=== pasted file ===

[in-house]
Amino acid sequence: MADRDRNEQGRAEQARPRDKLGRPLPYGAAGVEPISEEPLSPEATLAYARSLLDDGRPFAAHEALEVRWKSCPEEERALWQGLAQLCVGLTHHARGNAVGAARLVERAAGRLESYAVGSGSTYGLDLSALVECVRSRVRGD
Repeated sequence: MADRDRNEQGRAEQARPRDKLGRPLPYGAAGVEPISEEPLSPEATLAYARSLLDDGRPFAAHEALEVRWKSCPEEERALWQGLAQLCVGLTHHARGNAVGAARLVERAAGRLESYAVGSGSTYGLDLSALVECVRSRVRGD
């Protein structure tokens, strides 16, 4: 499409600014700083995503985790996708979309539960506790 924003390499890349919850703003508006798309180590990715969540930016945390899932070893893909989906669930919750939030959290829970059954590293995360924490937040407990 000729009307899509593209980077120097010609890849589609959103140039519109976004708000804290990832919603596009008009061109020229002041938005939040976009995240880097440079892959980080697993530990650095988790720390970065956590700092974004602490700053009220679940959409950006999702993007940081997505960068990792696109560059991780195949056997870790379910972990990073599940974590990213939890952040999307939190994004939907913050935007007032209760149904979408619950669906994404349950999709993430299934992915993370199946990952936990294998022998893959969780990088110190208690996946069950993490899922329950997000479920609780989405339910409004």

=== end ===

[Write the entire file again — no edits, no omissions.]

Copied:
[in-house]
Amino acid sequence: MADRDRNEQGRAEQARPRDKLGRPLPYGAAGVEPISEEPLSPEATLAYARSLLDDGRPFAAHEALEVRWKSCPEEERALWQGLAQLCVGLTHHARGNAVGAARLVERAAGRLESYAVGSGSTYGLDLSALVECVRSRVRGD
Repeated sequence: MADRDRNEQGRAEQARPRDKLGRPLPYGAAGVEPISEEPLSPEATLAYARSLLDDGRPFAAHEALEVRWKSCPEEERALWQGLAQLCVGLTHHARGNAVGAARLVERAAGRLESYAVGSGSTYGLDLSALVECVRSRVRGD
């Protein structure tokens, strides 16, 4: 499409600014700083995503985790996708979309539960506790 924003390499890349919850703003508006798309180590990715969540930016945390899932070893893909989906669930919750939030959290829970059954590293995360924490937040407990 000729009307899509593209980077120097010609890849589609959103140039519109976004708000804290990832919603596009008009061109020229002041938005939040976009995240880097440079892959980080697993530990650095988790720390970065956590700092974004602490700053009220679940959409950006999702993007940081997505960068990792696109560059991780195949056997870790379910972990990073599940974590990213939890952040999307939190994004939907913050935007007032209760149904979408619950669906994404349950999709993430299934992915993370199946990952936990294998022998893959969780990088110190208690996946069950993490899922329950997000479920609780989405339910409004």